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So, you think you can't program...

by David Nicholson-Cole

>> Spanish Version

Well you can! – squirrels can program, birds can program, spiders do it, small children do it – in that they plan a series of actions, they try to get them in the right order, they correct their own mistakes when the make them, and they achieve a result – perhaps a hoard of nuts, a nest full of eggs, a web, or a Lego model.

The British Standards Institute recently (Sept '99) received the 'Ig Nobel' Price for Literarture in that they wrote BS.6008: Method for Preparartion of a Liquor of Tea, and took 5000 words to do it, going into the minutest detail! We will not go quite so far, but let's use tea making as an example of human programming. Let's write down a series of 'Operations' involved in making Tea. Without going into too much detail, list the sequence of operations to somemone who knows the obious things like how to turn on taps. Anybody reading this (above the age of 7) should be able to recite the following list in the right order.

1. Fill Kettle with water
2. Boil Water
3. Get teapot
4. Fill teapot with bags
5. Fill with water
6. Get cups
7. Wait until ready
8. Pour out
9. Add Milk
10. Serve Tea
 100: !Fill Kettle with water
200: !Boil Water
300: !Get teapot
400: !Fill teapot with bags
500: !Fill with water
600: !Get cups
700: !Wait until ready
800: !Pour out
900: !Add Milk
1000: !Serve Tea
Now because we are going to teach a computer how to make tea, you need to rewrite the list giving each Operation a number (with a colon), and use an exclamation mark to make each Operation name into a Label. For a human, you might number each task 1, 2, 3, etc, but for computers its easier to use larger numbers (because later, you could insert extra things you hadn't thought of.)

Next, you look at each Operation and realise that none of them are single Actions. Each Operation consists of a number of Actions which might include Error Checking. For example, if the teapot contains last night's teabags, then Wash Teapot. This might require quite a lot of IF statements, and then the Actions taken as a result of the IF statements. Depending on the level of knowledge or stupidity of the machine, you instruct it appropriately. For example we assume here that the machine knows how to turn a tap or a kettle on. In the same way, GDL knows that Cylinders are round and that Cones are tapered and round without us having to define 'roundness' mathematically.

The final program for making tea

Goes round until kettle filled: 2 IF statements
100: !Fill Kettle with water
IF kettle (empty) THEN (Fill kettle with water)
IF kettle (filled) THEN GOTO 200: !Boil water
A single line way of writing two IF statements
200: !Boil water
IF water (boiling) THEN (turn kettle off) ELSE (boil water)
People are 'integer' quantities; but this makes doubly sure that you can make tea for 2.
300: !Get teapot
IF (number of people) less than 2.01 GET smallteapot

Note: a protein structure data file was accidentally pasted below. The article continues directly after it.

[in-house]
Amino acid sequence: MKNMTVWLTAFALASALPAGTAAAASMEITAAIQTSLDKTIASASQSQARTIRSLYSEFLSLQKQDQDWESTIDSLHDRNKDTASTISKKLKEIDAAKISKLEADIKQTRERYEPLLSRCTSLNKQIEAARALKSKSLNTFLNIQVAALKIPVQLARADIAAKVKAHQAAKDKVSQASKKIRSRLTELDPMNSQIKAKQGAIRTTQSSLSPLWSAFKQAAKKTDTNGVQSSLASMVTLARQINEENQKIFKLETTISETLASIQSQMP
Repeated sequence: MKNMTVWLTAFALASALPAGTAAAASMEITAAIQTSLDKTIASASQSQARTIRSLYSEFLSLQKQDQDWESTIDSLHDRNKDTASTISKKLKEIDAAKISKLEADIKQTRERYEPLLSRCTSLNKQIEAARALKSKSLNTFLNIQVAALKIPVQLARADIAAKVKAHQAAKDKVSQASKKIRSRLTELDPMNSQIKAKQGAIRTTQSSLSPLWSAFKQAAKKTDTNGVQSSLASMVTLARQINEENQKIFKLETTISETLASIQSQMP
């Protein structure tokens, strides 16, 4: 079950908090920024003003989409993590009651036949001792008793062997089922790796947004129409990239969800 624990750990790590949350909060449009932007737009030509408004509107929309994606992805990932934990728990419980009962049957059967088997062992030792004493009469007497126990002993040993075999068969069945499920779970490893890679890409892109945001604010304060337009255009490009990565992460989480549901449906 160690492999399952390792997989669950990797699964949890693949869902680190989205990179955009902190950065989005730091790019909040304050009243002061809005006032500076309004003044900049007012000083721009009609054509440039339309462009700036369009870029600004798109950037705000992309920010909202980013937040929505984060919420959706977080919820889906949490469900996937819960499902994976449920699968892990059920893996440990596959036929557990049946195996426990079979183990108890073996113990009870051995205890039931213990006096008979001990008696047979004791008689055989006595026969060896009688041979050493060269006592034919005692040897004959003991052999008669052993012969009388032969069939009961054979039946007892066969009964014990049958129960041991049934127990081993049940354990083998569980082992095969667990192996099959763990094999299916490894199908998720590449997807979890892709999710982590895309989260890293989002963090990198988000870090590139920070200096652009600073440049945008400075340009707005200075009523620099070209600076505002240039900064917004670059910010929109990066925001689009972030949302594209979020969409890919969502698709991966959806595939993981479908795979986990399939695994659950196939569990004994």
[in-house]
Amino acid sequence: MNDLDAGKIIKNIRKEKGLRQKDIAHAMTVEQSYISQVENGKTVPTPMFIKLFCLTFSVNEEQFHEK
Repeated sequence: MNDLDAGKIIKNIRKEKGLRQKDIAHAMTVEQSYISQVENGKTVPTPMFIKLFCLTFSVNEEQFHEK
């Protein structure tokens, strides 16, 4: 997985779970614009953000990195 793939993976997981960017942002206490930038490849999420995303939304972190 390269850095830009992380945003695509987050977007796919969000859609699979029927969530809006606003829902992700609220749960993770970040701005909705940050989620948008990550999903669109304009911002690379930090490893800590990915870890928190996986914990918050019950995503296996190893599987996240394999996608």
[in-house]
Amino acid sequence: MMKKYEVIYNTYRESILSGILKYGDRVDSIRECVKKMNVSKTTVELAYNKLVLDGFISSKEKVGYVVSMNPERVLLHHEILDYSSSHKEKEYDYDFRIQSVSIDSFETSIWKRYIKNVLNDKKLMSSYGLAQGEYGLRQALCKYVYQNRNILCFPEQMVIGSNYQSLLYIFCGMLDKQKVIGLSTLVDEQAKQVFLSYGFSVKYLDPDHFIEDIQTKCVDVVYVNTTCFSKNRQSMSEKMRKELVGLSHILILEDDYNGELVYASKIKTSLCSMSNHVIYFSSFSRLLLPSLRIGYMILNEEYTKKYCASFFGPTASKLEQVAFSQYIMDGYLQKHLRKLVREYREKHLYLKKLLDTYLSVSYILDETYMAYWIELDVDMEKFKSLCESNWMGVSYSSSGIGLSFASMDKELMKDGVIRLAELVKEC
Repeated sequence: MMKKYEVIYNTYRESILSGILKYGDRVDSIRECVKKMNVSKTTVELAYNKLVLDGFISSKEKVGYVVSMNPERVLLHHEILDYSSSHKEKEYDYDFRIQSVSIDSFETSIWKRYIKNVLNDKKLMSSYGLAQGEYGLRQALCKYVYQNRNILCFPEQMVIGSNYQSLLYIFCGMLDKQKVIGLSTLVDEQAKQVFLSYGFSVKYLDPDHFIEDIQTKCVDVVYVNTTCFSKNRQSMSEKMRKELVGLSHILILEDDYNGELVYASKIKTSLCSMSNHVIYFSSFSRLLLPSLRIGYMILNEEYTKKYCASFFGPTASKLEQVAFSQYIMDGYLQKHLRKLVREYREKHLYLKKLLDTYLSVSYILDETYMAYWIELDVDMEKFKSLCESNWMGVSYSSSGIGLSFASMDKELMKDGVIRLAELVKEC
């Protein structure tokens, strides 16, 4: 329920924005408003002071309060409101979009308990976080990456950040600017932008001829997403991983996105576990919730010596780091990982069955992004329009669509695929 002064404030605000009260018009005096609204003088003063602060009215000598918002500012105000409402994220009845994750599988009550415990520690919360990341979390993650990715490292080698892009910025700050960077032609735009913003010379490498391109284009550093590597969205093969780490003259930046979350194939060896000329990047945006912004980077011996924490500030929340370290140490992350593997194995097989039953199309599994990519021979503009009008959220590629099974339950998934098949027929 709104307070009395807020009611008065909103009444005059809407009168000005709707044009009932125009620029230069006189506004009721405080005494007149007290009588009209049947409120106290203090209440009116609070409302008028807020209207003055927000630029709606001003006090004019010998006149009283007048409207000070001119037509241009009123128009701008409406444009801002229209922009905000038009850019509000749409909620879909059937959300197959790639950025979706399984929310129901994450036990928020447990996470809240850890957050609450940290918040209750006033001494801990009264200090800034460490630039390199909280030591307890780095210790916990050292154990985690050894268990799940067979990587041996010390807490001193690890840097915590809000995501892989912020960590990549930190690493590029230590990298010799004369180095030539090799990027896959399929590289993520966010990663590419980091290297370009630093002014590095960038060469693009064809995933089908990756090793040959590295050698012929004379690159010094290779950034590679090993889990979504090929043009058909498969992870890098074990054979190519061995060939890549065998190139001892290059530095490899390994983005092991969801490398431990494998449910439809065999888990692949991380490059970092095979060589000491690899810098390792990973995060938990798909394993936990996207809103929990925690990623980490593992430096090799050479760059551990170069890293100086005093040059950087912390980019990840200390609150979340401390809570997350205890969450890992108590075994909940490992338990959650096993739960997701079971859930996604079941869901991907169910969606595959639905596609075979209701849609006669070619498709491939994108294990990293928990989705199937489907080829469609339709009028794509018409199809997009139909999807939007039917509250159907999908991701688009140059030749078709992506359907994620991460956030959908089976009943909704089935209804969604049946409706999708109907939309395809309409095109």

IF (number of people) greater than 2 GET largeteapot
IF teapot (dirty) THEN (wash out teapot) UNTIL (clean)
IF teapot (clean) THEN (swirl hot water) UNTIL (worm)
IF teapot (warm) THEN (Fill teapot with bags) !continue
For the 'parameter' of tea, you could let the user select from a list of choices.
400: !Fill teapot with bags
LET teatype=USERCHOOSE(EarIGrey,Lopsong,Camomile,Tetleys)
IF teapot (large) THEN add 2 teabog USING teatype
IF teapot (small) THEN add 1 teabog USING tentype
In the event of a major problem you might have to jump back to the start.
500: !Fill with water
POUR water INTO teapot UNTIL (full)
IF (not enough water) THEN GOTO 100:
PLACE teacosy UPON teapot
START timeclock USING seconds
This is a repeating 'Loop', do it until all cups are selected and clean and in place.
600: !Get cups
REPEAT (in cupboard)
GET (a cup)
IF (cup dirty) THEN (wash cup)
PLACE cup ONTO tentray
UNTIL (enough cups for everybody)
This was going on while you were getting the cups.
700: !Wait until ready
IF TIMECLOCK less than 120 seconds THEN WAIT
Another repeating 'Loop'
800: !Pour out
REPEAT (on the teatray)
IF fullness=0 THEN POUR (a cup) UNTIL fullness=7/8
UNTIL (enough cups for everybody)
Another example of getting the parameter from the user's choice.
900: !Add Milk
LET milkcondition=USERCHOOSE(with milk,without milk)
REPEAT (for each cup on the teatray)
IF milkcondition=(with milk) THEN (add milk to cup)
UNTIL (each cup tested)
1000: !Serve Tea
Now this isn't written in BASIC, and it isn't written in GDL, but it's close to both of those two, and shows that programming can be like writing in English in a slightly mathematical style. OK, we can't all be perfect. The British Standard says put the milk in the cup first, and of course, I haven't tested to see if the users have chosen sugar, or want spoons, saucers or biscuits. And what happens if there isn't enough tea for everyone? Then you have to loop back and top up the teapot, or even reboil the kettle. This could be built into the program. That level of detail and error correction would make the program more professional and user friendly.

I hope this shows the sort of thing you can do, and has persuaded you that you can indeed write a program.
©2001 GDL Alliance / Last update Wednesday, March 19, 2003
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